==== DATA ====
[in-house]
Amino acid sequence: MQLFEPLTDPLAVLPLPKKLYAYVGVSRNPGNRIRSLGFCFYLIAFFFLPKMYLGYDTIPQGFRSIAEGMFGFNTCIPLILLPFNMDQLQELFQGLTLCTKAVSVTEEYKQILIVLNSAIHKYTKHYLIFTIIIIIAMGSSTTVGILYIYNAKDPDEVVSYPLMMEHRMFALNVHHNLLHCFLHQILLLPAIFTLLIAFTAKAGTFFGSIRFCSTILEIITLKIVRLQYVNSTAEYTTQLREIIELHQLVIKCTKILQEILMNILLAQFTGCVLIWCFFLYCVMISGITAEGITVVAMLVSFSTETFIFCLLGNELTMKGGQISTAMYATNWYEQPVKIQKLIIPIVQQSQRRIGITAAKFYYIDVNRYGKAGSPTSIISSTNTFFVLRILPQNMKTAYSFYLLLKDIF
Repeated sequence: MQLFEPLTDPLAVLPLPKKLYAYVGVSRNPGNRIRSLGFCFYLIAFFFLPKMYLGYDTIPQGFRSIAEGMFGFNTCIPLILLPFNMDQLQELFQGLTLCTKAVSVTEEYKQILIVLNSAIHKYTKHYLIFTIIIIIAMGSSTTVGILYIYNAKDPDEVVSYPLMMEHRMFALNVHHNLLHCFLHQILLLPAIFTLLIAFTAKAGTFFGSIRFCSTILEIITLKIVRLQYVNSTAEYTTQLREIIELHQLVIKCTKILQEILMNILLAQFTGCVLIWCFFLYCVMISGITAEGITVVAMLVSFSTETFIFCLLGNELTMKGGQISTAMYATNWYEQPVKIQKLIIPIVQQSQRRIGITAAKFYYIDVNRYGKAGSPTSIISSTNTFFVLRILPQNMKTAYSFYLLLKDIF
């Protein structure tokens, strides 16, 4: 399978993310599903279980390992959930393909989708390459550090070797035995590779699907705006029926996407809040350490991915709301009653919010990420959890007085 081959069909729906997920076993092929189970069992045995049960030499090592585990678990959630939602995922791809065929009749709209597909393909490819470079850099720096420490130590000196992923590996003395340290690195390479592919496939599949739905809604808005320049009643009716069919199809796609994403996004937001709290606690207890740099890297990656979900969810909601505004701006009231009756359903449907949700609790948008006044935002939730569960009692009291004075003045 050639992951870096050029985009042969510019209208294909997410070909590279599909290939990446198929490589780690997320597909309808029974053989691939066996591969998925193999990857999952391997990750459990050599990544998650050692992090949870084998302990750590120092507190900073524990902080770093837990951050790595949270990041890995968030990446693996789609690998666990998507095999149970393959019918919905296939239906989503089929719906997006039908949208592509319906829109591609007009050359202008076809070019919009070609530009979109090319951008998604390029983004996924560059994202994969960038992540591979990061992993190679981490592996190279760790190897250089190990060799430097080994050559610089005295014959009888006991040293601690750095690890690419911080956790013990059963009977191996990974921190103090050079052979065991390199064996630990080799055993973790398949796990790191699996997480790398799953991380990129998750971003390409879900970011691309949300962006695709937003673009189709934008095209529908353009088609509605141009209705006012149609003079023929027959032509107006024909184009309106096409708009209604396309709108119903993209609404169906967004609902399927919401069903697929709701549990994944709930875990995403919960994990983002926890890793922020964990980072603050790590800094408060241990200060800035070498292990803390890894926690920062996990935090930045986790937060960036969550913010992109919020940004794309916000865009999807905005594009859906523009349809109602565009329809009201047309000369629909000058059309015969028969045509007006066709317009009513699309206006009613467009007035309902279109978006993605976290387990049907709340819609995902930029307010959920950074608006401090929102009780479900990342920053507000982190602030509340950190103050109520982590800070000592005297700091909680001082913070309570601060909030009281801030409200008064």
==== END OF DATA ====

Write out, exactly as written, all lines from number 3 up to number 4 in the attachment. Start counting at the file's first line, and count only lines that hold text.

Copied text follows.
Repeated sequence: MQLFEPLTDPLAVLPLPKKLYAYVGVSRNPGNRIRSLGFCFYLIAFFFLPKMYLGYDTIPQGFRSIAEGMFGFNTCIPLILLPFNMDQLQELFQGLTLCTKAVSVTEEYKQILIVLNSAIHKYTKHYLIFTIIIIIAMGSSTTVGILYIYNAKDPDEVVSYPLMMEHRMFALNVHHNLLHCFLHQILLLPAIFTLLIAFTAKAGTFFGSIRFCSTILEIITLKIVRLQYVNSTAEYTTQLREIIELHQLVIKCTKILQEILMNILLAQFTGCVLIWCFFLYCVMISGITAEGITVVAMLVSFSTETFIFCLLGNELTMKGGQISTAMYATNWYEQPVKIQKLIIPIVQQSQRRIGITAAKFYYIDVNRYGKAGSPTSIISSTNTFFVLRILPQNMKTAYSFYLLLKDIF
């Protein structure tokens, strides 16, 4: 399978993310599903279980390992959930393909989708390459550090070797035995590779699907705006029926996407809040350490991915709301009653919010990420959890007085 081959069909729906997920076993092929189970069992045995049960030499090592585990678990959630939602995922791809065929009749709209597909393909490819470079850099720096420490130590000196992923590996003395340290690195390479592919496939599949739905809604808005320049009643009716069919199809796609994403996004937001709290606690207890740099890297990656979900969810909601505004701006009231009756359903449907949700609790948008006044935002939730569960009692009291004075003045 050639992951870096050029985009042969510019209208294909997410070909590279599909290939990446198929490589780690997320597909309808029974053989691939066996591969998925193999990857999952391997990750459990050599990544998650050692992090949870084998302990750590120092507190900073524990902080770093837990951050790595949270990041890995968030990446693996789609690998666990998507095999149970393959019918919905296939239906989503089929719906997006039908949208592509319906829109591609007009050359202008076809070019919009070609530009979109090319951008998604390029983004996924560059994202994969960038992540591979990061992993190679981490592996190279760790190897250089190990060799430097080994050559610089005295014959009888006991040293601690750095690890690419911080956790013990059963009977191996990974921190103090050079052979065991390199064996630990080799055993973790398949796990790191699996997480790398799953991380990129998750971003390409879900970011691309949300962006695709937003673009189709934008095209529908353009088609509605141009209705006012149609003079023929027959032509107006024909184009309106096409708009209604396309709108119903993209609404169906967004609902399927919401069903697929709701549990994944709930875990995403919960994990983002926890890793922020964990980072603050790590800094408060241990200060800035070498292990803390890894926690920062996990935090930045986790937060960036969550913010992109919020940004794309916000865009999807905005594009859906523009349809109602565009329809009201047309000369629909000058059309015969028969045509007006066709317009009513699309206006009613467009007035309902279109978006993605976290387990049907709340819609995902930029307010959920950074608006401090929102009780479900990342920053507000982190602030509340950190103050109520982590800070000592005297700091909680001082913070309570601060909030009281801030409200008064």